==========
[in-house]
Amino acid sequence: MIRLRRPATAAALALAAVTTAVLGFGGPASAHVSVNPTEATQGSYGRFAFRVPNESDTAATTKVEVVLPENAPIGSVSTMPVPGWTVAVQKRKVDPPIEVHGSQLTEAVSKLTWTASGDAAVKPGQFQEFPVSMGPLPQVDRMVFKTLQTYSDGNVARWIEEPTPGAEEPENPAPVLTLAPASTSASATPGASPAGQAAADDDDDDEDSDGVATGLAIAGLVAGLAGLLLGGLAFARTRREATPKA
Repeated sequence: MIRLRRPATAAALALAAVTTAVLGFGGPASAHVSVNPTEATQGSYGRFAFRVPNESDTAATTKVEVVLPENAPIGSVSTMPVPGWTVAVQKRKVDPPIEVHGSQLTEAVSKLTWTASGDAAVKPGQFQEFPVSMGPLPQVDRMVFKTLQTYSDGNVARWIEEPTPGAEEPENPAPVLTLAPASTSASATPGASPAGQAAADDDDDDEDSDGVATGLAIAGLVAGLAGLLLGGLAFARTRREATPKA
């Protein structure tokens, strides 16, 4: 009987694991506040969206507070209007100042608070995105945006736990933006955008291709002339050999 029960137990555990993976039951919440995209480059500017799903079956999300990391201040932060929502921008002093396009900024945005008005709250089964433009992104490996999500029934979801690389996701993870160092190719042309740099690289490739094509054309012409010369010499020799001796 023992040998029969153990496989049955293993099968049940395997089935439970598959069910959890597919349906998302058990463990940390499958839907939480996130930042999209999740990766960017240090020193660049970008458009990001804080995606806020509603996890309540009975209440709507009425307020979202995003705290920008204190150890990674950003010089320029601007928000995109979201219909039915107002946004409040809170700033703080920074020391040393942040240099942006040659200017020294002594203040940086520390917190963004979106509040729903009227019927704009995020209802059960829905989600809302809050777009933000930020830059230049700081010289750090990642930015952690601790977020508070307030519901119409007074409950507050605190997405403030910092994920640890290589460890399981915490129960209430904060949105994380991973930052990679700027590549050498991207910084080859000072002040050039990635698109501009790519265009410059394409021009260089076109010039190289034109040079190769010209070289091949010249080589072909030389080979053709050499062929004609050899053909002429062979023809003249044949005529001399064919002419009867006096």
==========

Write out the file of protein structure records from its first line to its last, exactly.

[in-house]
Amino acid sequence: MIRLRRPATAAALALAAVTTAVLGFGGPASAHVSVNPTEATQGSYGRFAFRVPNESDTAATTKVEVVLPENAPIGSVSTMPVPGWTVAVQKRKVDPPIEVHGSQLTEAVSKLTWTASGDAAVKPGQFQEFPVSMGPLPQVDRMVFKTLQTYSDGNVARWIEEPTPGAEEPENPAPVLTLAPASTSASATPGASPAGQAAADDDDDDEDSDGVATGLAIAGLVAGLAGLLLGGLAFARTRREATPKA
Repeated sequence: MIRLRRPATAAALALAAVTTAVLGFGGPASAHVSVNPTEATQGSYGRFAFRVPNESDTAATTKVEVVLPENAPIGSVSTMPVPGWTVAVQKRKVDPPIEVHGSQLTEAVSKLTWTASGDAAVKPGQFQEFPVSMGPLPQVDRMVFKTLQTYSDGNVARWIEEPTPGAEEPENPAPVLTLAPASTSASATPGASPAGQAAADDDDDDEDSDGVATGLAIAGLVAGLAGLLLGGLAFARTRREATPKA
């Protein structure tokens, strides 16, 4: 009987694991506040969206507070209007100042608070995105945006736990933006955008291709002339050999 029960137990555990993976039951919440995209480059500017799903079956999300990391201040932060929502921008002093396009900024945005008005709250089964433009992104490996999500029934979801690389996701993870160092190719042309740099690289490739094509054309012409010369010499020799001796 023992040998029969153990496989049955293993099968049940395997089935439970598959069910959890597919349906998302058990463990940390499958839907939480996130930042999209999740990766960017240090020193660049970008458009990001804080995606806020509603996890309540009975209440709507009425307020979202995003705290920008204190150890990674950003010089320029601007928000995109979201219909039915107002946004409040809170700033703080920074020391040393942040240099942006040659200017020294002594203040940086520390917190963004979106509040729903009227019927704009995020209802059960829905989600809302809050777009933000930020830059230049700081010289750090990642930015952690601790977020508070307030519901119409007074409950507050605190997405403030910092994920640890290589460890399981915490129960209430904060949105994380991973930052990679700027590549050498991207910084080859000072002040050039990635698109501009790519265009410059394409021009260089076109010039190289034109040079190769010209070289091949010249080589072909030389080979053709050499062929004609050899053909002429062979023809003249044949005529001399064919002419009867006096």